Determining the possible building blocks of the Earth and Mars

Thomas H. Burbine
Only a very small percentage of the combinations match the oxygen isotopic composition, the assumed bulk FeO concentration, and the assumed Fe/Al weight ratio for the Earth. Since chondrites are enriched in silicon relative to estimates of the bulk Earth, none of the combinations fall near the terrestrial magmatic fractionation trend line in Mg/Si-Al/Si space. More combinations match the oxygen isotopic composition and the assumed bulk FeO concentration for Mars. These combinations fall near the trend for shergottite meteorites in Mg/Si-Al/Si space. One explanation for the difficulty in forming Earth out of known chondrites is that the Earth may be composed predominately of material that did not survive to the present day as meteorites. Another explanation could be that significant amounts of silicon are sequestered in the core and/or lower mantle of the Earth. [source]

Pressure induced high spin to low spin transition in magnesiowüstite

Taku Tsuchiya
Abstract Using a rotationally invariant formulation of LDA + U, we report a successful study of the high spin (HS)/low spin (LS) transition in low solute concentration magnesiowüstite (Mw), (Mg1,xFex )O, (x < 20%), the second most abundant phase in Earth's lower mantle. The HS state crosses over smoothly to the LS state passing through an insulating mixed spins state where properties change continuously, as seen experimentally. These encouraging results indicate this method should enable first principles studies of strongly correlated iron-bearing minerals, a major class of mineral physics problems. (© 2006 WILEY-VCH Verlag GmbH & Co. KGaA, Weinheim) [source]

Analytical approach for the toroidal relaxation of viscoelastic earth

Hansheng Wang
SUMMARY This paper is concerned with post-seismic toroidal deformation in a spherically symmetric, non-rotating, linear-viscoelastic, isotropic Maxwell earth model. Analytical expressions for characteristic relaxation times and relaxation strengths are found for viscoelastic toroidal deformation, associated with surface tangential stress, when there are two to five layers between the core,mantle boundary and Earth's surface. The multilayered models can include lithosphere, asthenosphere, upper and lower mantles and even low-viscosity ductile layer in the lithosphere. The analytical approach is self-consistent in that the Heaviside isostatic solution agrees with fluid limit. The analytical solution can be used for high-precision simulation of the toroidal relaxation in five-layer earths and the results can also be considered as a benchmark for numerical methods. Analytical solution gives only stable decaying modes,unstable mode, conjugate complex mode and modes of relevant poles with orders larger than 1, are all excluded, and the total number of modes is found to be just the number of viscoelastic layers between the core,mantle boundary and Earth's surface,however, any elastic layer between two viscoelastic layers is also counted. This confirms previous finding where numerical method (i.e. propagator matrix method) is used. We have studied the relaxation times of a lot of models and found the propagator matrix method to agree very well with those from analytical results. In addition, the asthenosphere and lithospheric ductile layer are found to have large effects on the amplitude of post-seismic deformation. This also confirms the findings of previous works. [source]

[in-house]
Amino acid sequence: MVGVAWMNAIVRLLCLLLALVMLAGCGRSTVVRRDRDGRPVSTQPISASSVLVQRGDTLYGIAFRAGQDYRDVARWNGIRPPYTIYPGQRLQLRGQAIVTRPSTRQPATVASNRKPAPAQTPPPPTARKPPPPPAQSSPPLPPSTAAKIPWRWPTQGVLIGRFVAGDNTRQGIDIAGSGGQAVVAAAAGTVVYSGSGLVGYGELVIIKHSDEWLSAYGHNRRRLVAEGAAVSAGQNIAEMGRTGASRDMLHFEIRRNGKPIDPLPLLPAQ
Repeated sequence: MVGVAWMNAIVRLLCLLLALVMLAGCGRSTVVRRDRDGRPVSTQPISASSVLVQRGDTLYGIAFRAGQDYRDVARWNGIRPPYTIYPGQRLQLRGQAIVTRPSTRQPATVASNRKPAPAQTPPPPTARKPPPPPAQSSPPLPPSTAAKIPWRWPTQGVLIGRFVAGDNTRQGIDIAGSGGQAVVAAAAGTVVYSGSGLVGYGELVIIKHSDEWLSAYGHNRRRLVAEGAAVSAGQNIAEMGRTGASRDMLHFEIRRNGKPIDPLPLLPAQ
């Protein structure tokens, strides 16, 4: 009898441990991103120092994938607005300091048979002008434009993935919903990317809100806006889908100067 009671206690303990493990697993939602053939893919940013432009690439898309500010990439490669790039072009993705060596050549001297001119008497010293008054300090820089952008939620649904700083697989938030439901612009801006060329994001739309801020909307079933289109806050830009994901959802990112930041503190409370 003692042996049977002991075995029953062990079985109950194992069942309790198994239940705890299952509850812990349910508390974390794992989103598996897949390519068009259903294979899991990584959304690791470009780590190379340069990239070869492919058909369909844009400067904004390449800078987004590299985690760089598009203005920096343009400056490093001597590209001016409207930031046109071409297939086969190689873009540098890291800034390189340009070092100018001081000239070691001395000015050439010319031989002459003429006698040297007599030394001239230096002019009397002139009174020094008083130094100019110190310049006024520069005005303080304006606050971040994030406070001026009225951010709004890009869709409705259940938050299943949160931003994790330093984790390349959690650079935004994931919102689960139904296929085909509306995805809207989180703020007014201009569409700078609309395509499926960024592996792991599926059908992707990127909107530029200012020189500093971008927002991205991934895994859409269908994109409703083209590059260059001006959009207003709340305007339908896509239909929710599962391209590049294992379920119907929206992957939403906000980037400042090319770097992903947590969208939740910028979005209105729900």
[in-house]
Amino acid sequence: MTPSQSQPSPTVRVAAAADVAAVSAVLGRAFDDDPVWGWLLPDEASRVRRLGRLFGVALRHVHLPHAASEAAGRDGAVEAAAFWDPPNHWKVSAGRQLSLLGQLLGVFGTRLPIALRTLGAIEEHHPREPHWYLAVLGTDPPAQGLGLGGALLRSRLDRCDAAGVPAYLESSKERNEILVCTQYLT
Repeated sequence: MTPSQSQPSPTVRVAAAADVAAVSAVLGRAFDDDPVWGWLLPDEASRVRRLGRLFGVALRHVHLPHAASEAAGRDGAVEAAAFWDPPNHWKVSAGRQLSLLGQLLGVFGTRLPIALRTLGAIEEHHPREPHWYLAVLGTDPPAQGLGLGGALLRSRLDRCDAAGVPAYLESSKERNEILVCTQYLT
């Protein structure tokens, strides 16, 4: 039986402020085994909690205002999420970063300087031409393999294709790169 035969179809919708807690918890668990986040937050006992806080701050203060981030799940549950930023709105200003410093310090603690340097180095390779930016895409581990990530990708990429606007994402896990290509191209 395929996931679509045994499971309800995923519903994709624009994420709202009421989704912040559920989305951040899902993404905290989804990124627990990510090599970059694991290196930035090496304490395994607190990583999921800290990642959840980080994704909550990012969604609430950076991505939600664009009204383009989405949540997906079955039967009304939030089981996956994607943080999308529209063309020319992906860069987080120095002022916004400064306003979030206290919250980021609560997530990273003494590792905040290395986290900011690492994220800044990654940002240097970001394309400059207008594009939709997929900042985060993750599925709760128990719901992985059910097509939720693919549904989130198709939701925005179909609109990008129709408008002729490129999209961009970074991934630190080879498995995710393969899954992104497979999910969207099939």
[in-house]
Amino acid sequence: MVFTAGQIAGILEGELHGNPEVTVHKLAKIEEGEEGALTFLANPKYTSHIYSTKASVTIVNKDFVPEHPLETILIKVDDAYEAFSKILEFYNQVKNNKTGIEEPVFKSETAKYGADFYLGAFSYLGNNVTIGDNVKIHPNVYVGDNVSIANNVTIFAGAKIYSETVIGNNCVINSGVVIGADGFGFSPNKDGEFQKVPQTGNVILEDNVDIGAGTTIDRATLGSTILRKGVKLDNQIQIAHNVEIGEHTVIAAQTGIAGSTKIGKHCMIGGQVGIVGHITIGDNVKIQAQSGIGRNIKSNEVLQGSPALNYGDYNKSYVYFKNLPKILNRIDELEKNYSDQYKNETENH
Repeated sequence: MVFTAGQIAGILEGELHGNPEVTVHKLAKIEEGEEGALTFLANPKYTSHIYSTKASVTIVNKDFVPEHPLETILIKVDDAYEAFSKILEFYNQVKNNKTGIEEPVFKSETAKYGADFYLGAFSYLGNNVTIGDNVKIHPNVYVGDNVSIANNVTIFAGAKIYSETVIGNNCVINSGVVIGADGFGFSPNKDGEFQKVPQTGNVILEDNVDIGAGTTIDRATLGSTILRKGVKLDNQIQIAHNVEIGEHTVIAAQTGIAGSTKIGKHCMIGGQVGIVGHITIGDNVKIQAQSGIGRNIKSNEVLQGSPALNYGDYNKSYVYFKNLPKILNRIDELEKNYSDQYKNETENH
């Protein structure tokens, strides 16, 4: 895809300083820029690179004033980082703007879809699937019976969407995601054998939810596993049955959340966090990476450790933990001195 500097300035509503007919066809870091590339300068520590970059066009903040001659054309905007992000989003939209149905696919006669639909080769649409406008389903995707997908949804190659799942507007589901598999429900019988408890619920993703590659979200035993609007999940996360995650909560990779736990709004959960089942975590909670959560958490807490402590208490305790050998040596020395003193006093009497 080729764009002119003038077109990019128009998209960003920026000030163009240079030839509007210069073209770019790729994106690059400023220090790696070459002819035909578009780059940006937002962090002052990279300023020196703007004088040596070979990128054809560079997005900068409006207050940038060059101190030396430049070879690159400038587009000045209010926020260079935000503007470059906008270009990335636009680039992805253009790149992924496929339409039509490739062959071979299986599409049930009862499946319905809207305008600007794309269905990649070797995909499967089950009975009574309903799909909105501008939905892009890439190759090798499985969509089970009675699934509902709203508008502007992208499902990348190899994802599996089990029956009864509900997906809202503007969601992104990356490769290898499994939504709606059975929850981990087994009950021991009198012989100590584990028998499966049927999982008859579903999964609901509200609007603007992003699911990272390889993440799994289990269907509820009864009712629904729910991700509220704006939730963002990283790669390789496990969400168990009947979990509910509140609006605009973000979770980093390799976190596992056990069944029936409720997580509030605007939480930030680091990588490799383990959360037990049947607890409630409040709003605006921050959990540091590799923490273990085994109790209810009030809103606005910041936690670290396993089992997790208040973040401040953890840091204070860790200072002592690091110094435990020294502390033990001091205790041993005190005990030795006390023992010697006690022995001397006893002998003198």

The seismic anomaly beneath Iceland extends down to the mantle transition zone and no deeper

G. R. Foulger
A 3-D teleseismic tomography image of the upper mantle beneath Iceland of unprecedented resolution reveals a subvertical low wave speed anomaly that is cylindrical in the upper 250 km but tabular below this. Such a morphological transition is expected towards the bottom of a buoyant upwelling. Our observations thus suggest that magmatism at the Iceland hotspot is fed by flow rising from the mantle transition zone. This result contributes to the ongoing debate about whether the upper and lower mantles convect separately or as one. The image also suggests that material flows outwards from Iceland along the Reykjanes Ridge in the upper 200 km, but is blocked in the upper 150 km beneath the Tjornes Fracture Zone. This provides direct observational support for the theory that fracture zones dam lateral flow along ridges. [source]